Juba — The Republic of South Sudan (RSS) has benefited greatly from the RSS/IGAD Regional Initiative for Capacity Building Initiative which is now in its second year of implementation.
The Acting Minister for Labour, Public Service and Human Resource Development, Mr Kwong Danhier Gatlwak, said Civil Service Support Officers (CSSOs) under the IGAD Initiative had proved very useful to the government ministries, commissions and agencies where they were attached.
Gatlwak said the CSSOs from Ethiopia, Kenya and Uganda had played critical roles in improving the delivery of public services in strategic planning and healthcare among other areas.
Gatlwak said there had initially been misinformation that CSSOs had come to take up jobs meant for locals, adding that the officers from the three IGAD countries were in South Sudan to facilitate the transfer of knowledge and skills to their counterparts after which they would return to their countries.
"The initiative is being felt all over the civil service in South Sudan. The CSSOs are doing their best to serve our country by mentoring and coaching our civil servants," he said, and cited the government hospital at Malakal in Upper Nile State where he said CSSOs had helped to improve services significantly.
The Minister urged South Sudanese civil servants to ensure they learn from their IGAD counterparts.
RSS/IGAD Project Executive Board members after the meeting held at a Juba hotel. In the picture front row (l-r) are Ms Catherine Waliaula, Amanda Serumaga, Ugandan Ambassador Busho Ndiyenka (third left), Kenya's Public Service Assistant Minister Aden Sugow (fourth right), Ethiopian Ambassador Tesfamichael Tesfatsion (third right) and IGAD Country Director Mohammed Rahman (far right).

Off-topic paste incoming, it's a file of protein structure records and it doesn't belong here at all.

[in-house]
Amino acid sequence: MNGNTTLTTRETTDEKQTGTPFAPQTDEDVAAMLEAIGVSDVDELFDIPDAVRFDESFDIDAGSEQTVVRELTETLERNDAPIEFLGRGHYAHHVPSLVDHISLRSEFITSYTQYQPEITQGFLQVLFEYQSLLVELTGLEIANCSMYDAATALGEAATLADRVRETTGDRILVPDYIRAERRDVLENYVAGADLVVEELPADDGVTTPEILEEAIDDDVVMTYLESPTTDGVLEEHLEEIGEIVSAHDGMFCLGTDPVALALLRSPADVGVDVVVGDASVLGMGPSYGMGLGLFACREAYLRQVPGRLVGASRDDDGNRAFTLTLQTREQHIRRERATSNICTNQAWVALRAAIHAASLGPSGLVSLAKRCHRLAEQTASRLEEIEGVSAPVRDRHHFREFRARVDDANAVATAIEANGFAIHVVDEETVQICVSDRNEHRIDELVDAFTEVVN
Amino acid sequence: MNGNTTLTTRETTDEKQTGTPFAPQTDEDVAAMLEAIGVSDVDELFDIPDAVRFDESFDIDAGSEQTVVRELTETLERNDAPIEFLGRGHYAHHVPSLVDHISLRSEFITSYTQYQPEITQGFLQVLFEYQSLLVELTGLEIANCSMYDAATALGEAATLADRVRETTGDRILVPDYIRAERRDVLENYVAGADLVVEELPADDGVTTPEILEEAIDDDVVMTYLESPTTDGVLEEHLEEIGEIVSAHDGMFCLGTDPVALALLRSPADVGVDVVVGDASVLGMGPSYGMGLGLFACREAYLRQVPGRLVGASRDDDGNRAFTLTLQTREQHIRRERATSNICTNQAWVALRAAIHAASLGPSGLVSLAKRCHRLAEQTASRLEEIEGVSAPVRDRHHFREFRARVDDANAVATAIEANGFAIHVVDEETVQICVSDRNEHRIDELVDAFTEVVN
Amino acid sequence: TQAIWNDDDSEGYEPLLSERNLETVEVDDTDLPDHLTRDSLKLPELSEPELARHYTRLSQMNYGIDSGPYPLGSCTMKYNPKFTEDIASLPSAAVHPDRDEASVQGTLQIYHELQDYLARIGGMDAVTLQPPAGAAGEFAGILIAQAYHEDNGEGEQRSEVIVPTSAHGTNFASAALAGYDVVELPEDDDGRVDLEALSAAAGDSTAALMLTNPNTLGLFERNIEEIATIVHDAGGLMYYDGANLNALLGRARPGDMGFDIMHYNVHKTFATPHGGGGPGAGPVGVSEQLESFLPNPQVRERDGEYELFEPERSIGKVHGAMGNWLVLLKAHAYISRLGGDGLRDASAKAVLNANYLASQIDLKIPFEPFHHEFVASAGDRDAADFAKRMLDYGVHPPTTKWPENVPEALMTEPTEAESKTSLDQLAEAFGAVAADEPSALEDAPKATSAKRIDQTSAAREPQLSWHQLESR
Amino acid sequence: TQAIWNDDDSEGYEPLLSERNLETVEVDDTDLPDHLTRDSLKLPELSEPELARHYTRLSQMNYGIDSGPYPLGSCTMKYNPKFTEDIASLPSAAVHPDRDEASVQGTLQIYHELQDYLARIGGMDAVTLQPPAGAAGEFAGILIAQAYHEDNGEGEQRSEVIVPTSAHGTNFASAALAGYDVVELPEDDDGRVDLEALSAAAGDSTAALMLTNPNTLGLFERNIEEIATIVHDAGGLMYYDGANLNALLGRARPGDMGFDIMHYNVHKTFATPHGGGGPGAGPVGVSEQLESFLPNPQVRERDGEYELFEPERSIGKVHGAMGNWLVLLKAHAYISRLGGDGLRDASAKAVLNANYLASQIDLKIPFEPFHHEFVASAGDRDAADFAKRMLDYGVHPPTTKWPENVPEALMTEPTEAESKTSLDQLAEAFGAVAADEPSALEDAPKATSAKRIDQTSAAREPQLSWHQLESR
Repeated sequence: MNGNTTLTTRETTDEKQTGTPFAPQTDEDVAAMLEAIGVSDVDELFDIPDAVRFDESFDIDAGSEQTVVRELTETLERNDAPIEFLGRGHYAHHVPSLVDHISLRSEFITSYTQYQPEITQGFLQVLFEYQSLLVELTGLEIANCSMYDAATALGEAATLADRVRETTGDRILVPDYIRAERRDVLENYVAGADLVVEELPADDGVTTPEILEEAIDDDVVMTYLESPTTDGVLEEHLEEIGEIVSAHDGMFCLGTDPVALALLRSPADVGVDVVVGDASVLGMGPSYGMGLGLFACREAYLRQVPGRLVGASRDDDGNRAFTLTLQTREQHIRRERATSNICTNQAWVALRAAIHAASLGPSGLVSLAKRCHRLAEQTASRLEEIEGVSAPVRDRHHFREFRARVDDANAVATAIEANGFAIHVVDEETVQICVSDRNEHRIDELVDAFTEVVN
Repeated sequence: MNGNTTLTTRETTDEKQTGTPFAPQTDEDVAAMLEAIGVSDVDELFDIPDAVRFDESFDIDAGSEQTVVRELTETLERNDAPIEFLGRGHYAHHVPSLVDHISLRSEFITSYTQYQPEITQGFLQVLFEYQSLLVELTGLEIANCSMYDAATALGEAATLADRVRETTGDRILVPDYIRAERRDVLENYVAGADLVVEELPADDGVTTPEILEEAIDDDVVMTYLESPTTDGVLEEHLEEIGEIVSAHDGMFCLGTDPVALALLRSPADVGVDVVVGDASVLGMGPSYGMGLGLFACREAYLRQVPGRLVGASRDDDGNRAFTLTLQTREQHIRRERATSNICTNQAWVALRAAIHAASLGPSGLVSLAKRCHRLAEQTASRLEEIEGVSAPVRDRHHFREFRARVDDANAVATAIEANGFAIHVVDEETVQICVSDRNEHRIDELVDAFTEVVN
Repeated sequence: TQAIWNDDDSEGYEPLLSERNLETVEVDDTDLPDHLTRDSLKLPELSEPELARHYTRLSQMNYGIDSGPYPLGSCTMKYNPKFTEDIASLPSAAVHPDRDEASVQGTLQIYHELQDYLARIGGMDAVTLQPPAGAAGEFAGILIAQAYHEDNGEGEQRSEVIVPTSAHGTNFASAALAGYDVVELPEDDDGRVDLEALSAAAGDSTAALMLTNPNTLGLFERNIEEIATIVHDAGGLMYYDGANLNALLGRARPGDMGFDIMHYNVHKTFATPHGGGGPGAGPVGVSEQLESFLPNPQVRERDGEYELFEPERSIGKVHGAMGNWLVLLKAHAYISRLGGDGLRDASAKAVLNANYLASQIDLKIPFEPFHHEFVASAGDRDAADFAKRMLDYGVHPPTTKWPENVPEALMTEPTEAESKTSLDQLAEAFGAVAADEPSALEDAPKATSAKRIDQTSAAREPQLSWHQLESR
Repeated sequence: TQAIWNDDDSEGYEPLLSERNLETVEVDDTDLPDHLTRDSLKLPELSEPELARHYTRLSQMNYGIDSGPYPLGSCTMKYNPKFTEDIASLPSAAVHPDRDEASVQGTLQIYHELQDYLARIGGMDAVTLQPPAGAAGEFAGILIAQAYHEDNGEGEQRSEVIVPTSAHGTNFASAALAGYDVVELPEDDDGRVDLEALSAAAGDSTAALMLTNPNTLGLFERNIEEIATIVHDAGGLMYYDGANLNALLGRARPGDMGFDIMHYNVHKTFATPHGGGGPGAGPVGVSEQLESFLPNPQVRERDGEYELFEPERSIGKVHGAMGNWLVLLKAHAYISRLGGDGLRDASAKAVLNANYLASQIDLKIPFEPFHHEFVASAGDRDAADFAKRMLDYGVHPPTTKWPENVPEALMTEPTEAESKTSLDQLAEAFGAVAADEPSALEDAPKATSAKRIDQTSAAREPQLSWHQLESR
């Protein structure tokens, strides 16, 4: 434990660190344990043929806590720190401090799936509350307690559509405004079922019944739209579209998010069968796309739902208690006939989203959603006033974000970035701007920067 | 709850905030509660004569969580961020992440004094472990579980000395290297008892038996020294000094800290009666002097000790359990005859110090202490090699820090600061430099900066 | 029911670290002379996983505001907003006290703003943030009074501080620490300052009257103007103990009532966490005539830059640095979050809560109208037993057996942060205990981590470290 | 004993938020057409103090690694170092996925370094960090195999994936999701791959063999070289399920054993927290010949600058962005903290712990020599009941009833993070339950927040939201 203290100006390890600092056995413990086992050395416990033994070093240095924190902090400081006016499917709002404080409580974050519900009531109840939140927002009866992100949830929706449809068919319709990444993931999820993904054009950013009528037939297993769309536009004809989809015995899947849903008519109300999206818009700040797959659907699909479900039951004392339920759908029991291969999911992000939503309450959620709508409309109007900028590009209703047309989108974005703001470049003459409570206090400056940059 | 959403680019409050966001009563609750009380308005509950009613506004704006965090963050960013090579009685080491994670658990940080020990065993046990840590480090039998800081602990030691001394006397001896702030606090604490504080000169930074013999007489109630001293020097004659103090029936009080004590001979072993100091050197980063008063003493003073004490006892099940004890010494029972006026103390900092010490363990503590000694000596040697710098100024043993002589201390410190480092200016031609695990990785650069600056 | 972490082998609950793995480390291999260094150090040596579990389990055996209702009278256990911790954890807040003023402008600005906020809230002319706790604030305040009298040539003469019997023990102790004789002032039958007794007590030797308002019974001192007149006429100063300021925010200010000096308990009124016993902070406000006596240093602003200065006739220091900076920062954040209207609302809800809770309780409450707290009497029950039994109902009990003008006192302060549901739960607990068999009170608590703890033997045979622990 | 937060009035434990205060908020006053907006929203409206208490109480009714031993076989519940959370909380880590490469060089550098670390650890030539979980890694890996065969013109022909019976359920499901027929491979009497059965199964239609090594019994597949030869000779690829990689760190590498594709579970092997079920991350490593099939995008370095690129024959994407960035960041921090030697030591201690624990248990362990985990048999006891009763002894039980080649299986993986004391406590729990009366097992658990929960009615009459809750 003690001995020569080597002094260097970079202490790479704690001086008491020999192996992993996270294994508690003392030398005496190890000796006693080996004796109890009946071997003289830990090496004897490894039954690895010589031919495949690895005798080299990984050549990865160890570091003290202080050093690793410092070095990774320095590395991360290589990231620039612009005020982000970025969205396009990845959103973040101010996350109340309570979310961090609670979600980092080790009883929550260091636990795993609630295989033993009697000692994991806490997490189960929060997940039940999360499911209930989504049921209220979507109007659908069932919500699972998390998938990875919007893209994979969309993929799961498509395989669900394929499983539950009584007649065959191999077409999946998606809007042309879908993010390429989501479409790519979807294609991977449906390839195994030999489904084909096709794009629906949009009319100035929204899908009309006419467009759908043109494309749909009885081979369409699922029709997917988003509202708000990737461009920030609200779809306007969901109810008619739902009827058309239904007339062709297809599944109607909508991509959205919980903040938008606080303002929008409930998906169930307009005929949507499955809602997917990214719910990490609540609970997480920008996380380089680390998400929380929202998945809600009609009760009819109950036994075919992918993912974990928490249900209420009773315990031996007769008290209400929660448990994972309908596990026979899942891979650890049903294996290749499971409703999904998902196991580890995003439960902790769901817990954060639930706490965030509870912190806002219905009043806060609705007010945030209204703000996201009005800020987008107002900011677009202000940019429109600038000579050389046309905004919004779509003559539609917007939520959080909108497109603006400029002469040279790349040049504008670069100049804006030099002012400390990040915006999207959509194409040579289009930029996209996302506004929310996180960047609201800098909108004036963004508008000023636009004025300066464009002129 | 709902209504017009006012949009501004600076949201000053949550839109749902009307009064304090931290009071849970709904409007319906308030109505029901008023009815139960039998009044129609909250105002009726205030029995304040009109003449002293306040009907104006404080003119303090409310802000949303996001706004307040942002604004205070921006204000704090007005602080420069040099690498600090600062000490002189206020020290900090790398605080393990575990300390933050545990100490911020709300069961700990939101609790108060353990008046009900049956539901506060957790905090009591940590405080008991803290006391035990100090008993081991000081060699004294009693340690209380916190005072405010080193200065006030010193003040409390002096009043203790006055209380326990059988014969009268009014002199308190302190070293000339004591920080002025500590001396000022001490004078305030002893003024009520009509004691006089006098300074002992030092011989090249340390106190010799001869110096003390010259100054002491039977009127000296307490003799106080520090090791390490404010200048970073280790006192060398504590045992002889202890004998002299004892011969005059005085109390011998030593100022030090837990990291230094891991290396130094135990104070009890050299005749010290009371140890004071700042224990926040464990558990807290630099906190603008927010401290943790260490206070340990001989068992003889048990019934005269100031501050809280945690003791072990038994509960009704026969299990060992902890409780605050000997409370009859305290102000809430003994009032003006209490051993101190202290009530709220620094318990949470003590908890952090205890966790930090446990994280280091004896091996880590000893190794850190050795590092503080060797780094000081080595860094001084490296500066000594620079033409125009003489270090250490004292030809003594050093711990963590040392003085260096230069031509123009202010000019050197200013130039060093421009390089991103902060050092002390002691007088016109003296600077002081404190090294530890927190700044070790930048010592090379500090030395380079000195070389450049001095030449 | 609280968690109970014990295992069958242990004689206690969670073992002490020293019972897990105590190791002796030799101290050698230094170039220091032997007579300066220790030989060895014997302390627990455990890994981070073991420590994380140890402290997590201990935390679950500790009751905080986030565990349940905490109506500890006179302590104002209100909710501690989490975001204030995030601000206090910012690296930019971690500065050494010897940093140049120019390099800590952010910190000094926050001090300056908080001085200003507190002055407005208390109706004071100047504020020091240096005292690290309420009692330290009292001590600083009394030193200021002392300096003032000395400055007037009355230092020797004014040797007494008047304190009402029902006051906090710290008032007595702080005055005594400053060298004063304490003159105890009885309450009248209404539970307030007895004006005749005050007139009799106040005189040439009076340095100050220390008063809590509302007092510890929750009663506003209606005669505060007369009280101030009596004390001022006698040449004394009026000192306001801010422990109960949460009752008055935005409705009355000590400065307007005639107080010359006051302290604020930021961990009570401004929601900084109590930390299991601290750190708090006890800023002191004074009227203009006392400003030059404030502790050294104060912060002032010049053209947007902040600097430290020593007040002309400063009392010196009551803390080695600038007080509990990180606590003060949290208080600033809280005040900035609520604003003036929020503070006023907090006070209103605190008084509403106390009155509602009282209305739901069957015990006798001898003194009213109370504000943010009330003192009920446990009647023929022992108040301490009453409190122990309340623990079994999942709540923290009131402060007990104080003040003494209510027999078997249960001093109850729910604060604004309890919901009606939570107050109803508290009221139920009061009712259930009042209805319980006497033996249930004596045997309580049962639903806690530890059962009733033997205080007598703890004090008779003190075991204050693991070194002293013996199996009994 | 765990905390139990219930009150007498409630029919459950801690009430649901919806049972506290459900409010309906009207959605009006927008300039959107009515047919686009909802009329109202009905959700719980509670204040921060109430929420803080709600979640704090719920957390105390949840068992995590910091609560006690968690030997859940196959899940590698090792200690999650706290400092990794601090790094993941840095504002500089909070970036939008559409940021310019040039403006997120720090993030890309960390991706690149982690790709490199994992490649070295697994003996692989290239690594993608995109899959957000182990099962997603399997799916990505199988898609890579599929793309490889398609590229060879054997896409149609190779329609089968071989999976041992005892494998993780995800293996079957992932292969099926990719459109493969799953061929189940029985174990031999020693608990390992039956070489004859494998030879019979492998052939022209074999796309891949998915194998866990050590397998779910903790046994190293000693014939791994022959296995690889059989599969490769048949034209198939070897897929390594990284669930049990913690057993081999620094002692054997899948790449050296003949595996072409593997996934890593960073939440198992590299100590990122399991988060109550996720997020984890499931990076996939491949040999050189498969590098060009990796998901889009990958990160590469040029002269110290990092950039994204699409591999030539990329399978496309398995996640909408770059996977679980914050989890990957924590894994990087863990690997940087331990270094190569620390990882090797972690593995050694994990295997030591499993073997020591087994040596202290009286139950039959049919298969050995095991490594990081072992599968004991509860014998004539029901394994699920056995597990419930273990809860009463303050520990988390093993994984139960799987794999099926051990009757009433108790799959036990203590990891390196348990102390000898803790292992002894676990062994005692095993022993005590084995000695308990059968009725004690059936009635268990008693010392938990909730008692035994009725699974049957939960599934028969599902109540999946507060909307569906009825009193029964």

Gatlwak was speaking during an RSS/IGAD Project Executive Board meeting at a Juba hotel. Among those who attended the meeting were Kenyan Assistant Minister for Public Service Aden Sugow, Ethiopian Ambassador to South Sudan, Fre Tesfamichael Tesfatsion, his Ugandan counterpart, Amb Busho Ndiyenka and IGAD Country Director Mohammed Abdel Rahman.
Addressing the meeting, IGAD Project Manager Catherine Waliaula urged government institutions hosting the CSSOs to reduce the high staff turnover of local civil servants saying frequent transfers were adversely affecting knowledge transfer.
Waliaula further called for improved coordination between the Ministry of Labour and Public Service which is steering the initiative and receiving institutions to facilitate the effective twinning of CSSOs and their South Sudanese counterparts.
Waliaula said host institutions should also endeavour to provide adequate tools and equipment saying there were instances whereby CSSOs had been unable to contribute effectively due to shortage of working facilities.
"There is also need for coordination within the government of RSS at both horizontal and vertical levels to ensure that all relevant institutions and personnel know the objectives and limits for the IGAD Project for example that IGAD does not provide hardware such as buildings and office equipment," she said.
The RSS/IGAD Initiative is funded by Norway through UNDP and has drawn 200 CSSOs from Ethiopia, Kenya and Uganda who are twinned with their South Sudanese counterparts whom they mentor and coach.
Also present at the meeting were UNDP Team Leader Amanda Serumaga, Ms Juliana Baffoe of the Norwegian Embassy and Labour and Public Service Undersecretary, Ms Angeth Acol De Dut.